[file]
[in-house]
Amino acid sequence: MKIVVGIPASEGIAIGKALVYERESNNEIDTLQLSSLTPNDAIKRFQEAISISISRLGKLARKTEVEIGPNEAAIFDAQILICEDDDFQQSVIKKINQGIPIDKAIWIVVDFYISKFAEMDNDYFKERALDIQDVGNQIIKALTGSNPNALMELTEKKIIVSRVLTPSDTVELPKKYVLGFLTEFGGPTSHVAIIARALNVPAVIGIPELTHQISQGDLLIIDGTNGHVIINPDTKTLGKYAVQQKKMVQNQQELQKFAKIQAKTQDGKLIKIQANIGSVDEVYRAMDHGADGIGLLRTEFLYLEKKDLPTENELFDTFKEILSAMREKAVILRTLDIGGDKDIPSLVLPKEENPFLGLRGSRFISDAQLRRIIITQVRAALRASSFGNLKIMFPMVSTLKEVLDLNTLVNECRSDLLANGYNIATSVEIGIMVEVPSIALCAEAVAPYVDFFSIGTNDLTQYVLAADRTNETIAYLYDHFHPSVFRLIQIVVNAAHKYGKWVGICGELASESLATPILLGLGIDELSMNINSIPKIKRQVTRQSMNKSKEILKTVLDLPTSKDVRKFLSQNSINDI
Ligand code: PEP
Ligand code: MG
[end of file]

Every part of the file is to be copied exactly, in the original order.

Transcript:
[in-house]
Amino acid sequence: MKIVVGIPASEGIAIGKALVYERESNNEIDTLQLSSLTPNDAIKRFQEAISISISRLGKLARKTEVEIGPNEAAIFDAQILICEDDDFQQSVIKKINQGIPIDKAIWIVVDFYISKFAEMDNDYFKERALDIQDVGNQIIKALTGSNPNALMELTEKKIIVSRVLTPSDTVELPKKYVLGFLTEFGGPTSHVAIIARALNVPAVIGIPELTHQISQGDLLIIDGTNGHVIINPDTKTLGKYAVQQKKMVQNQQELQKFAKIQAKTQDGKLIKIQANIGSVDEVYRAMDHGADGIGLLRTEFLYLEKKDLPTENELFDTFKEILSAMREKAVILRTLDIGGDKDIPSLVLPKEENPFLGLRGSRFISDAQLRRIIITQVRAALRASSFGNLKIMFPMVSTLKEVLDLNTLVNECRSDLLANGYNIATSVEIGIMVEVPSIALCAEAVAPYVDFFSIGTNDLTQYVLAADRTNETIAYLYDHFHPSVFRLIQIVVNAAHKYGKWVGICGELASESLATPILLGLGIDELSMNINSIPKIKRQVTRQSMNKSKEILKTVLDLPTSKDVRKFLSQNSINDI
Ligand code: PEP
Ligand code: MG